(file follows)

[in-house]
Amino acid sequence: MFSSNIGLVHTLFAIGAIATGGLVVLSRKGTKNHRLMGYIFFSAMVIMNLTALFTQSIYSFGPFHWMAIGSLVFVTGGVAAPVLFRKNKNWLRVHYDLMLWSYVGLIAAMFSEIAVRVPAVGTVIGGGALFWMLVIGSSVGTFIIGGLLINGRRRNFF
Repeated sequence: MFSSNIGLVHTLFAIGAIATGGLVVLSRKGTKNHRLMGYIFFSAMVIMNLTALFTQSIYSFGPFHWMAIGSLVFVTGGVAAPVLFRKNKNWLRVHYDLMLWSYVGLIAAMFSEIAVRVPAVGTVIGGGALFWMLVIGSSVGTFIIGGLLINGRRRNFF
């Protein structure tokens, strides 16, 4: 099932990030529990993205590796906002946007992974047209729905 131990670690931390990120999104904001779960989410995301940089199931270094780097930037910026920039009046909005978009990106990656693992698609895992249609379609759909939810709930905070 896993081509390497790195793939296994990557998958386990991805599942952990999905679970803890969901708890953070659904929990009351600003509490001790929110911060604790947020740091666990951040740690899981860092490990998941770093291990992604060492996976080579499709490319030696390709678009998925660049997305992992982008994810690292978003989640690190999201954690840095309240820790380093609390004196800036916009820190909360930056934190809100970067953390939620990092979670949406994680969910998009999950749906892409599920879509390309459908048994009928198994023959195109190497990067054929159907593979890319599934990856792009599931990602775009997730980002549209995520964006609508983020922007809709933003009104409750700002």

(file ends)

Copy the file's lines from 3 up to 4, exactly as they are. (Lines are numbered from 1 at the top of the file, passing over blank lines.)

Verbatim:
Repeated sequence: MFSSNIGLVHTLFAIGAIATGGLVVLSRKGTKNHRLMGYIFFSAMVIMNLTALFTQSIYSFGPFHWMAIGSLVFVTGGVAAPVLFRKNKNWLRVHYDLMLWSYVGLIAAMFSEIAVRVPAVGTVIGGGALFWMLVIGSSVGTFIIGGLLINGRRRNFF
């Protein structure tokens, strides 16, 4: 099932990030529990993205590796906002946007992974047209729905 131990670690931390990120999104904001779960989410995301940089199931270094780097930037910026920039009046909005978009990106990656693992698609895992249609379609759909939810709930905070 896993081509390497790195793939296994990557998958386990991805599942952990999905679970803890969901708890953070659904929990009351600003509490001790929110911060604790947020740091666990951040740690899981860092490990998941770093291990992604060492996976080579499709490319030696390709678009998925660049997305992992982008994810690292978003989640690190999201954690840095309240820790380093609390004196800036916009820190909360930056934190809100970067953390939620990092979670949406994680969910998009999950749906892409599920879509390309459908048994009928198994023959195109190497990067054929159907593979890319599934990856792009599931990602775009997730980002549209995520964006609508983020922007809709933003009104409750700002």